I’m gonna be honest: I really didn’t want to like Big Hero 6, but I was persuaded. I was never that familiar with the original comic series (and from what I hear, they’re an endangered breed), but the sheer concept of Disney independently producing a Marvel property was enough to make every nerd atom in my body gnaw its fingernails. I also knew that the original 6 were supposed to be Japanese. In Disney’s configuration, the Japanese population has shrunk to one, and that’s only if you combine two brothers who are each a half. If the other human heroes had all been zapped to white, that would be a whole ‘nother can of worms, but now they’re white, black, and Hispanic, and there’s one other Asian but she’s Korean now because why not. So I’m only slightly miffed there.
TOKEN SQUAD GOOOOO
My biggest gripe was the gleeful advertising barrage of “Hairy baby!” and the weary gag of Baymax’s deflating arms. The last time I saw jokes in ads repeatedly knocked into folks’ heads was Year One, in which it turned out those were the only remotely funny jokes. So basically I was fully prepared for Big Hero 6 to suck…but I still barreled into the theater on opening day in the childlike hope that it would be frickin’ cool. Turns out it was.
Stop. Sit in the corner and think about what you did.
For those who haven’t been deluged by trailers, Big Hero 6 follows Hiro Hamada, a precocious tech genius in his early teens. He’s all set to study robotics at university just like his big brother Tadashi, but he loses sight of his dream and falls into a funk after Tadashi dies in a fiery “accident”. Hiro finds a new purpose after reactivating Baymax, Tadashi’s healthcare-oriented robotic magnum opus. Baymax is designed to heal any type of injury, so Hiro convinces him that all his emotional wounds will heal if Baymax helps him avenge Tadashi’s death. Along the way, Hiro recruits four of his friends, also Tadashi’s lab partners. The six of them design new gizmos and gadgets to go after the mysterious supervillain Yokai, who may have killed Tadashi to orchestrate a grander scheme.
The vigilante equivalent of “No Billy, Mario Kart is not a replacement for drivers’ ed.”
What really sets Big Hero 6 apart from most family-oriented movies is its focus on loss and the futility of revenge. In a Disney movie. Hoo boy. All the goofy anime-style sci-fi trappings are cute, but there’s no denying that at the core it’s about how to cope with losing a loved one. It’s tempting to lash out and pass the blame around, but it’s better to keep their memory alive by doing what they would have wanted. It kind of struck me as the angry little boy alternative to Frozen, what with the answer to big scary questions about the world being the love between siblings. We’ve even got another puffy white creature as comic relief. However, Big Hero 6 tackles the issue of guilt much more realistically. With laser karate and fire-breathing rubber suits. I said more realistically, okay?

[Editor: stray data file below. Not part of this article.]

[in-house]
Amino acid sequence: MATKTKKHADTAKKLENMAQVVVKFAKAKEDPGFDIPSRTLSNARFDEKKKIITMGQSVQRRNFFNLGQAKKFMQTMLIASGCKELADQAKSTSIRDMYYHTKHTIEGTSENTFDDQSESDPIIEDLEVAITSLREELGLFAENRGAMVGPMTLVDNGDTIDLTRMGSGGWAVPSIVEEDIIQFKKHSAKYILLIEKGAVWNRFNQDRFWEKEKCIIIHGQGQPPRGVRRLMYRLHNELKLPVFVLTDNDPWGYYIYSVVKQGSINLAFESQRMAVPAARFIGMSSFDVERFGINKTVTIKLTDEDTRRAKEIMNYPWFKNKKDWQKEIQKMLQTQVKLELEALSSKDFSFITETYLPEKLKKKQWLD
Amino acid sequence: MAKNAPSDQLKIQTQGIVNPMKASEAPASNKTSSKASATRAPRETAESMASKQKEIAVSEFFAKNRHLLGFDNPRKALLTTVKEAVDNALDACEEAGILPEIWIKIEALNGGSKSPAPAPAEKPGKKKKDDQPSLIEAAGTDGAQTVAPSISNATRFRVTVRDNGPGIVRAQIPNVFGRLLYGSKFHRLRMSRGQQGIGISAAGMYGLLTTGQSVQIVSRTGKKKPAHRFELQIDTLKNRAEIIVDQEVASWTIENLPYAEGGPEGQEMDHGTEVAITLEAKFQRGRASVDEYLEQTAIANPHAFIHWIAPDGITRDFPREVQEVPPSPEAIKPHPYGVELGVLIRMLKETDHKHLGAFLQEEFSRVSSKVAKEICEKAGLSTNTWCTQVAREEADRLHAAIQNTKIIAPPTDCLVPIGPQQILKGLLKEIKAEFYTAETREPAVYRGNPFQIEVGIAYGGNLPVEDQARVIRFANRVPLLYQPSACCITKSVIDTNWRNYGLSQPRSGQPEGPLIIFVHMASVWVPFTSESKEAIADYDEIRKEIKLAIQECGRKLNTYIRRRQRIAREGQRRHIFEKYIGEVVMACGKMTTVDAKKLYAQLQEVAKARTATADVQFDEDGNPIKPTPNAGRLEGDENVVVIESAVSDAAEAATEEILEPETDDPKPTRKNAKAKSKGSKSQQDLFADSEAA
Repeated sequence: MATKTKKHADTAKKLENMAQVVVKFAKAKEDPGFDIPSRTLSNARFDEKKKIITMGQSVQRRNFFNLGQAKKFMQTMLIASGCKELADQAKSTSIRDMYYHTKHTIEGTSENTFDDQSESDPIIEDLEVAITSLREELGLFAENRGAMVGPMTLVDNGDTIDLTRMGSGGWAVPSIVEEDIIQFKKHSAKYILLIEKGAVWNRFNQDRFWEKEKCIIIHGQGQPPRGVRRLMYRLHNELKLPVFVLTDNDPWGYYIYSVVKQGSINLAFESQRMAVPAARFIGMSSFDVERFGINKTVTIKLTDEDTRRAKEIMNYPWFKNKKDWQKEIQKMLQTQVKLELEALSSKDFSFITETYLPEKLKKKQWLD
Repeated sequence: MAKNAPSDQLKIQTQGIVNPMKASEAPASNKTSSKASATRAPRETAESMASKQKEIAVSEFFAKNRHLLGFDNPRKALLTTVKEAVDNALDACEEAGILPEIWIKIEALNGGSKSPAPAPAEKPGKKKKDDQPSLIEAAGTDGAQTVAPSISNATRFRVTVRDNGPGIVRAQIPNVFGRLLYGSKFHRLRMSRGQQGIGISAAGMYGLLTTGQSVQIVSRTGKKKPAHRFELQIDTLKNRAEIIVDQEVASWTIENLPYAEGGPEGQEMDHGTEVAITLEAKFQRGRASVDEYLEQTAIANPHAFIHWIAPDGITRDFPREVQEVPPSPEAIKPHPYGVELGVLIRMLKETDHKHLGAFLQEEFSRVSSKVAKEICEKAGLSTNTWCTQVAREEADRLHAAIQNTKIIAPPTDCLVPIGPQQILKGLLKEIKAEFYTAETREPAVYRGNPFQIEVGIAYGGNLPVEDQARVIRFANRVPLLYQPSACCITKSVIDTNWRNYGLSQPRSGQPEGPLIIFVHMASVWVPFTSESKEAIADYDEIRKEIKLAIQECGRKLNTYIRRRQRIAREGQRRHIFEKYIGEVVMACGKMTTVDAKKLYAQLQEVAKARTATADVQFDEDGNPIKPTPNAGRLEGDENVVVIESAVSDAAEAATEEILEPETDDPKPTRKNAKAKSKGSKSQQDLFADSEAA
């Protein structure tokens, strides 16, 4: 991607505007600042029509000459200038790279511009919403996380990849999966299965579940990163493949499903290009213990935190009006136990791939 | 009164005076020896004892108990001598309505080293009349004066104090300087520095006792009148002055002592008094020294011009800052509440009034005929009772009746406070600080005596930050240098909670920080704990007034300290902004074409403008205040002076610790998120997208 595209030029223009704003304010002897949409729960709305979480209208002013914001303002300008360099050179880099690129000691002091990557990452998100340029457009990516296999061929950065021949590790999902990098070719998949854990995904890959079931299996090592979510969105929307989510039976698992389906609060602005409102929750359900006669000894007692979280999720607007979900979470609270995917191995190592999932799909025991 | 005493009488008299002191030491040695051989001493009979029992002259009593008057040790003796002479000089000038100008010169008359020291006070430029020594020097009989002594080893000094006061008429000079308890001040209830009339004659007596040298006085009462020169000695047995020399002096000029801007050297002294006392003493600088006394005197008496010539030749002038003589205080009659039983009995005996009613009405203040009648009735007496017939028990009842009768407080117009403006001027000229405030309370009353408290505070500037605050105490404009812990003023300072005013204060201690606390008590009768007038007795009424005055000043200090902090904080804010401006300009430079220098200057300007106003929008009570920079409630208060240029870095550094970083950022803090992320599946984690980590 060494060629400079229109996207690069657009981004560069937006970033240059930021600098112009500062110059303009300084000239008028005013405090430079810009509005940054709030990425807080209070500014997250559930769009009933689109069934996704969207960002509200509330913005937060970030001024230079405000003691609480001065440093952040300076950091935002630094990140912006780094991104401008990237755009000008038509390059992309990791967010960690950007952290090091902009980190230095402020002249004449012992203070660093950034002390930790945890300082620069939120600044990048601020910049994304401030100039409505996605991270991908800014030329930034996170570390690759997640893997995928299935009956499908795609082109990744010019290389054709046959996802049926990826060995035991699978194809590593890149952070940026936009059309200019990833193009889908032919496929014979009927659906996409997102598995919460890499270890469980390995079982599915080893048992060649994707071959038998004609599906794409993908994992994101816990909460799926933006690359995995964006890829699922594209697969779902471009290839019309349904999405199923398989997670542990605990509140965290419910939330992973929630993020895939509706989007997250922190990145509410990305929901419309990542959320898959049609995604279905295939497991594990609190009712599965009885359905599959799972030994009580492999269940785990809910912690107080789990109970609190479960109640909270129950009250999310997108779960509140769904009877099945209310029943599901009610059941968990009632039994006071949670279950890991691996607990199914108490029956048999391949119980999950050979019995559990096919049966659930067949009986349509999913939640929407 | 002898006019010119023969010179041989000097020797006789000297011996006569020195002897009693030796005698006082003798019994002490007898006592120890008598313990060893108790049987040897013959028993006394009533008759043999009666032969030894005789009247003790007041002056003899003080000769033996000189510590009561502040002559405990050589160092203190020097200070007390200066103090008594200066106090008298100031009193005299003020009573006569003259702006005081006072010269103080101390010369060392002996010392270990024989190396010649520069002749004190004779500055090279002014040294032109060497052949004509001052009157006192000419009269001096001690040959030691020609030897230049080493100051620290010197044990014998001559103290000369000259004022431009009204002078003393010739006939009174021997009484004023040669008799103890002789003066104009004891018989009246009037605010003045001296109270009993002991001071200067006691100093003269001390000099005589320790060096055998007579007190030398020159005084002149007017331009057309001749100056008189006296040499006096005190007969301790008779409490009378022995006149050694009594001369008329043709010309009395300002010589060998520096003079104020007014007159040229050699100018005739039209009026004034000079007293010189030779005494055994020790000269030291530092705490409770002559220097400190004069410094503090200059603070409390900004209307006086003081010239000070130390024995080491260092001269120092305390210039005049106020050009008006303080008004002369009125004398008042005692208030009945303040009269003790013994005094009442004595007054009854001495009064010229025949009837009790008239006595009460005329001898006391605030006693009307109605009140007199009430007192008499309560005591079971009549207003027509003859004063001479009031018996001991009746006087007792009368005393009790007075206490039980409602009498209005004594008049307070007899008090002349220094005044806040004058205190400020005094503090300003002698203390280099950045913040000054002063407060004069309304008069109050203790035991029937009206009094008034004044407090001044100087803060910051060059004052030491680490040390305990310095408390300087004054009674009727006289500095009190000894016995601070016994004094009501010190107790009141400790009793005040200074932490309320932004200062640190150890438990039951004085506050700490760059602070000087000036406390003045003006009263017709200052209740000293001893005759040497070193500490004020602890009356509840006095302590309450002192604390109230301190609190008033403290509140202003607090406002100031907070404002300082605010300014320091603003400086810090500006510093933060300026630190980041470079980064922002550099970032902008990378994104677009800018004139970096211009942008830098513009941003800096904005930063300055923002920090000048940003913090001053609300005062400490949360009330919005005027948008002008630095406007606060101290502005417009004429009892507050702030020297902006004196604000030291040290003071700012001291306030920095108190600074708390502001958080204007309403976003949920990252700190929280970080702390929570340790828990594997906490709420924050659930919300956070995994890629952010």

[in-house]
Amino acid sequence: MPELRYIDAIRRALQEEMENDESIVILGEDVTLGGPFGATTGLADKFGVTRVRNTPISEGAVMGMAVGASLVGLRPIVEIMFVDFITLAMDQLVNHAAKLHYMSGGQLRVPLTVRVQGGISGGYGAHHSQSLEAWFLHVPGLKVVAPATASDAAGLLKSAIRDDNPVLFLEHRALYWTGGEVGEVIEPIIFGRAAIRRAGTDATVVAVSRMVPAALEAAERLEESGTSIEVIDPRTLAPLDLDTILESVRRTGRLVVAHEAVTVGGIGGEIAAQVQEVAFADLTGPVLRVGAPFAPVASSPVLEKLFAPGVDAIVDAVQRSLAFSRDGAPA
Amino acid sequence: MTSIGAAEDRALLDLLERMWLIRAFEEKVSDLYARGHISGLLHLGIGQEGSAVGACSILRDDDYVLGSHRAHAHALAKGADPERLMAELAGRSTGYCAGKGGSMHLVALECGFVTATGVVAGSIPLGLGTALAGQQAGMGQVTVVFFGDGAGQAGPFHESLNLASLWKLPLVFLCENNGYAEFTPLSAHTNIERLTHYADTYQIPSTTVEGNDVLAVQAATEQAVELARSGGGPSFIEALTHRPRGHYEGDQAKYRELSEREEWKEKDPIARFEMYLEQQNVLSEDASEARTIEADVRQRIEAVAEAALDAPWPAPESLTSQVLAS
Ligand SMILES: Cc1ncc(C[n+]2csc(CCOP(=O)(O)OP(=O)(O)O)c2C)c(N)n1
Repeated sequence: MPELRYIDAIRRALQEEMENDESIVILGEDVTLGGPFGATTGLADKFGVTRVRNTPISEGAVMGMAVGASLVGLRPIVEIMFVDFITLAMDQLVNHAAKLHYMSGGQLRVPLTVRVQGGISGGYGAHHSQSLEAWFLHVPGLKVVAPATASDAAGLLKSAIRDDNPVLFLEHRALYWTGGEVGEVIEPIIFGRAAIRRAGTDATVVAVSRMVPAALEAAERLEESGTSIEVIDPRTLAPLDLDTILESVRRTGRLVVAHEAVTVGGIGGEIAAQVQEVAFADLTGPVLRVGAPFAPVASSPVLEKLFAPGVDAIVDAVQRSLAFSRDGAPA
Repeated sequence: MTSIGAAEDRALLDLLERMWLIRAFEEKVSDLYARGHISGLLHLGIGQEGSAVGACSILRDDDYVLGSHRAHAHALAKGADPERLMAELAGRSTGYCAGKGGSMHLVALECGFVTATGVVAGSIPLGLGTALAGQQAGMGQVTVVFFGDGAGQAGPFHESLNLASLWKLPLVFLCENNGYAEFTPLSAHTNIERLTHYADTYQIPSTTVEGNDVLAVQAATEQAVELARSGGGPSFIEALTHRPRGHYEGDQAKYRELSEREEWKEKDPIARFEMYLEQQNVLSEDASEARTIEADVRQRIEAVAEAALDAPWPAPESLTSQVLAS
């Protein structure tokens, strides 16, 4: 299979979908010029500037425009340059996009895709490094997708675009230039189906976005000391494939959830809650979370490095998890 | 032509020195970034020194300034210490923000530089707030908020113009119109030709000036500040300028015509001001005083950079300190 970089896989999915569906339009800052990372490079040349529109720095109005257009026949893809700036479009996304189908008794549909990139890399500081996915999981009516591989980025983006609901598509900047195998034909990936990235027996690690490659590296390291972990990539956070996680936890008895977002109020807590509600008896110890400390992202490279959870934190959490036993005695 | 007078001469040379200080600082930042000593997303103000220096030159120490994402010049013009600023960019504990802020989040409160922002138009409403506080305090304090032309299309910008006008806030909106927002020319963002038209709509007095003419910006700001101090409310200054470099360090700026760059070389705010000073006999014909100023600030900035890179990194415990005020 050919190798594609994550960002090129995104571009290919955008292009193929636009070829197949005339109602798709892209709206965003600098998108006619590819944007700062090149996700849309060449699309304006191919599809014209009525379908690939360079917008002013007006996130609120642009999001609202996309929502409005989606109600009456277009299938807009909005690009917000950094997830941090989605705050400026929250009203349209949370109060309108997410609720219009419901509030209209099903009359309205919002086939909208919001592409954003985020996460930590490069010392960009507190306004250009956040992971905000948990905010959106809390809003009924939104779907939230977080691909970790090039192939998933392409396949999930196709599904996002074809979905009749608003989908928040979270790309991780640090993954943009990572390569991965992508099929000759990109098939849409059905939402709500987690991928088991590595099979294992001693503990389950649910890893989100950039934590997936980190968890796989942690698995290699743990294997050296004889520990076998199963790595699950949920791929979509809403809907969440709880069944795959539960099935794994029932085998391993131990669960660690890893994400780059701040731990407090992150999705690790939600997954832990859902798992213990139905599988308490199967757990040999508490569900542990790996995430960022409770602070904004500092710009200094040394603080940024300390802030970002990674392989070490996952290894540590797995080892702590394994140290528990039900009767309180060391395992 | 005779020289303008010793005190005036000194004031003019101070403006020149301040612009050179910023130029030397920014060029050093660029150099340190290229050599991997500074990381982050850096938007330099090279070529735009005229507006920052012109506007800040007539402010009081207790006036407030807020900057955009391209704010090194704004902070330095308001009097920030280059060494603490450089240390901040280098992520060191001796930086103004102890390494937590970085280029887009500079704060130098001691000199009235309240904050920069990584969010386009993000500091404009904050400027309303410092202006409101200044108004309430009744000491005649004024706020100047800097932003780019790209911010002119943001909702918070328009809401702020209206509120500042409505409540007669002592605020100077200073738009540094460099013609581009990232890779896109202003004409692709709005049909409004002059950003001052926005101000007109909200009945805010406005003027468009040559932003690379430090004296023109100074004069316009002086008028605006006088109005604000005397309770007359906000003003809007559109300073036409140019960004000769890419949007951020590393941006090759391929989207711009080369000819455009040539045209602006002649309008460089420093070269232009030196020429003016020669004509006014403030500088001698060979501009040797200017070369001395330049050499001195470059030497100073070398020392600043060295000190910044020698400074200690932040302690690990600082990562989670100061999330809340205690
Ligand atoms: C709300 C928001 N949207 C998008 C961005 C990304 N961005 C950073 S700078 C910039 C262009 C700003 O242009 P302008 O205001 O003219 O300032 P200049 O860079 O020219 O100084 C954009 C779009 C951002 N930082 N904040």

I’M NOT CRYING YOU’RE CRYING WHO’S CRYING
The plot is little more than a series of fetch quests, but the movie tries to compensate with its characters. Hiro’s mostly your average gap-toothed snarky wunderkind, but he’s balanced out with charm and a raw stubborn streak. Baymax could have been a one note fat joke or a prop, but I was shocked by how much I loved the big galoot. He’s earnest and empathetic, friendly without being obnoxiously chipper. Tadashi is an encouraging role model, ribbing Hiro to realize his potential to help the world, so his death in act one is genuinely upsetting. Fred struck me as a fleshy Olaf and I wasn’t especially fond of him, but Wasabi, GoGo, and Honey Lemon are a lot of fun. I’ve heard a lot of complaints that they were underutilized, and I completely agree. Kudos to the writers for crafting characters I’m dying to know more about, but boo for not giving us more of them. Most people are already sure of Yokai’s true identity going into the movie, but I promise it’s a little sneakier than that. Then again, it’ll take adult viewers a maximum 30-45 minutes to figure out the real answer. You take what you can get. The characters’ interactions are really touching, and it’s a lot of fun to watch them run around together.
It’s official, I want one.
The technobabble and action are nice, but nothing special. Don’t expect anything akin to How to Train Your Dragon for the flight sequences; they’re a cute touch, not a centerpiece. The chases and fights are choreographed more for laughs than for enthralled gasps, and I think they hit that mark. The animation of the microbots is super cool, and made me sufficiently jealous that I didn’t have any. There’s also some downright gorgeous scenery near the end, which made some mathematicians start drooling. The character designs are simplistic and follow through with Disney’s recent big-eyed waif style, although everyone screaming about how “HONEY LEMON IS A COPYPASTA OF RAPUNZEL AND ELSA!!!!!1!!!one” needs to sit down. Besides, have you ever seen a Miyazaki movie? The man’s a cartoon legend, but I swear you could swap all his heroines’ faces and none would be the wiser. For me, that’s small potatoes.
I’m onto you, Hayao.
Big Hero 6 doesn’t actually go big on any front, but it’s refreshing in an odd way. There’s no megalomaniacal psycho trying to destroy the universe or the world or even the city, and our heroes aren’t the sacred Chosen Ones. It’s just a vengeful kid and his friends versus another vengeful guy in a mask, both parties trying to make things right the only way they know how. Against the wild ambitions of Interstellar and Birdman, Big Hero 6 will hardly go down in history, but it’s a great melding of tough emotional and psychological troubles and silly robots and explosions. I definitely recommend it.